1. Ryan wrote Wednesday about the need to temper expectations for Carlos Rodon as the exciting, young left-hander made his season debut against the Yankees. But as Rodon struggled with his command in what ultimately wound up a 12-3 loss, it’s important to remember that as exciting as it is to have another supposed piece of the White Sox future core back on the 25-man roster, he’s far from a finished product.
Whether you want to chalk it up to nerves, rust, or the fact that he’s simply not yet the caliber of pitcher the White Sox hope he will become, regardless of injury, Rodon couldn’t find the strike zone Wednesday.
First, the positive: The fastball velocity was fine. He was routinely pumping 93-95 mph gas with the four-seamer, and when he found the zone, Yankees hitters had trouble doing much with it. His wipeout slider still had the same bite, such as when he struck out Tyler Wade with it to end a prolonged first inning. Despite the struggled, he gutted through five innings and saw his pitch count climb to 94 pitches, which is about what he was at in his last few rehab outings.
The downside, of course, is that while his stuff looked just as we remembered, it rarely found the plate. The fastball command was particularly out of whack — he walked three in the first inning and six total in his five innings of work — and that aforementioned slider, so dangerous when it looks like it’s headed for the strike zone, was often far enough off the plate that good hitters could spit on it.
For a pitcher with both his skills and flaws, it’s not an unsurprising outcome for his first start back from a prolonged layoff, but while the injury was an unfortunate setback in a season we expected him to take “the leap” from promise to stardom, seeing his stuff in good shape, as fleeting as it may have been, is a baby step in the right direction.
2. Avisail Garcia’s hot start to the season was so impressive and unlikely that we waited and waited and waited and waited and waited for the other shoe to drop. Surely, this was not the hitter he’d become. He’s been good but it’s totally, definitely not going to continue. OK, fine, it’s time to talk about how good he is.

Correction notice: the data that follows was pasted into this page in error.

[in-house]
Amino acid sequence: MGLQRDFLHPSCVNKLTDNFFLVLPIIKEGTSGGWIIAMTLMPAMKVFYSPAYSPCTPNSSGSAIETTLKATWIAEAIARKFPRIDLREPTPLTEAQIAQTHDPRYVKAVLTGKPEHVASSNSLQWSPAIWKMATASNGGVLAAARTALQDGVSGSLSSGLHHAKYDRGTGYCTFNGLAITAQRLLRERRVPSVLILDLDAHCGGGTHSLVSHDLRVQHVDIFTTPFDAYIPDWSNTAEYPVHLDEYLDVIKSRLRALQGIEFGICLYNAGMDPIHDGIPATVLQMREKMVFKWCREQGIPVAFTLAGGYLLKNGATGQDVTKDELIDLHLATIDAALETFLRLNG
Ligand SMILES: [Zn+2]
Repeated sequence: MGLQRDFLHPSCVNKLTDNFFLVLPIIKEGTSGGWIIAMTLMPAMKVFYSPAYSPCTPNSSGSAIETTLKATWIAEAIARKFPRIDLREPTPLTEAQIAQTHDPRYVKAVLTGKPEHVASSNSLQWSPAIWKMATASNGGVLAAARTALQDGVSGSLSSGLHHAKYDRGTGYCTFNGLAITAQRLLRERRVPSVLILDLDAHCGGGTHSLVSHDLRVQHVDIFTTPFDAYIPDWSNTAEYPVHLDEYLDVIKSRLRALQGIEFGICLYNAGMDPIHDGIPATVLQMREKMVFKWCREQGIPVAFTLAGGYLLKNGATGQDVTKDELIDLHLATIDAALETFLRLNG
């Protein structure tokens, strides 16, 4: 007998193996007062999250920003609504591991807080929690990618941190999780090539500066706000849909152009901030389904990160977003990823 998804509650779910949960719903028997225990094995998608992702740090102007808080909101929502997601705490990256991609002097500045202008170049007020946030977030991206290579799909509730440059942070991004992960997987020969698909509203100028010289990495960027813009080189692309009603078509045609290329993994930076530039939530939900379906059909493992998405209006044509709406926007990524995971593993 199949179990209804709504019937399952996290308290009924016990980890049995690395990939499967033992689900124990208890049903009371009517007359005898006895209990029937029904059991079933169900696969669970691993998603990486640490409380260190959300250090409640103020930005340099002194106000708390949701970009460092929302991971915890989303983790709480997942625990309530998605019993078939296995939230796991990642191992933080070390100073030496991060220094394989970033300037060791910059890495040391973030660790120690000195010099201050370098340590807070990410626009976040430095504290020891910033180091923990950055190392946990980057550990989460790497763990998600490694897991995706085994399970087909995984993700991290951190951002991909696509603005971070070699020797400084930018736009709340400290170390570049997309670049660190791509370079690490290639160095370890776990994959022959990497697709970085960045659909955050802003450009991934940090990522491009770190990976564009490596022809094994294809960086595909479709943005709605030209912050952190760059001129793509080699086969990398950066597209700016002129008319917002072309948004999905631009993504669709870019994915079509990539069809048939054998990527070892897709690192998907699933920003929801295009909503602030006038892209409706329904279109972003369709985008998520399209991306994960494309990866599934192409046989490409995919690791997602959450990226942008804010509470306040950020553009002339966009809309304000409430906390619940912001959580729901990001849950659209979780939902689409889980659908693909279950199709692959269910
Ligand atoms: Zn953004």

Just as we started to let our collective guard down and maybe kind of believe in Garcia’s ascension from disappointment to above-average contributor, he’s suddenly found himself in a teensy, tiny, itty, bitty, sky-is-falling, major, terrible, sound-the-alarms 0-for-19 and 1-for-23 funk.
He also left Wednesday’s loss with a sore left knee that he described as “OK” but he’ll have an MRI on Thursday and is supposedly day-to-day.
Joking aside, Garcia’s hot first half of the season has been a pleasant sight for a team that’s now 11 games under .500. Whether you’ll be in the “told you so” crowd if this is the start of a hellacious descent, or you’ll just be a little bummed (I’m the latter), well … that’s up to you.
3. Rick Renteria is developing a bit of a reputation.
Rick Renteria: 4.60%
Earl Weaver: 3.69%
Bobby Cox: 3.57%
— James Fegan (@JRFegan) June 29, 2017
The White Sox manager was ejected for the third time in the last six games Wednesday after a bit of a disagreement about the strike zone with home plate umpire Hunter Wendelstedt during the Yankees’ five-run eighth inning. Jake Petricka, who happened to allow all five of those runs, including a two-run bomb to Aaron Judge, was also, not-so-coincidentally ejected.
The White Sox have experienced both ends of the managerial craziness scale in recent years, from stark-raving lunatic madman Ozzie Guillen to “Is he awake?” Robin Ventura. I don’t know if I’d go so far as to put Renteria in the Guillen category yet, but he’s been on a bit of a roll of late.
4. Adam Engel went 2-for-3 with his second career home run in Wednesday’s loss, and has quietly hit .319/.360/.511 in limited time during two separate stints with the White Sox this season.
The hot start has been nice to see, particularly given the struggles of equally flawed prospect Jacob May to start the season. But he’s always had shortcomings at the plate that will need to be overcome for him to stick around long term. Despite those small sample size numbers thus far, he’s also striking out in 33 percent of his plate appearances and that’s unlikely to change.
Still, Engel is athletic and can run like a damn gazelle. He’s likely the best defensive center fielder the White Sox have anywhere near the majors right now, and if he can continue to provide any semblance of production with the bat going forward, the White Sox may have found a nice fourth outfielder/defensive substitute/pinch runner type. That ain’t much, but it’s not nothin.
5. The White Sox played 44 of their first 71 games on the road, and Dan Hayes wrote a nice piece on how Renteria has tried to help the team combat travel fatigue. Intangible stuff like this is impossible to quantify when it comes to how it affects the team’s performance and mentality, but it’s nice to see Renteria thinking outside-the-box and having regard for the little things, which is something that can easily be overlooked when you’re so used to the status quo.
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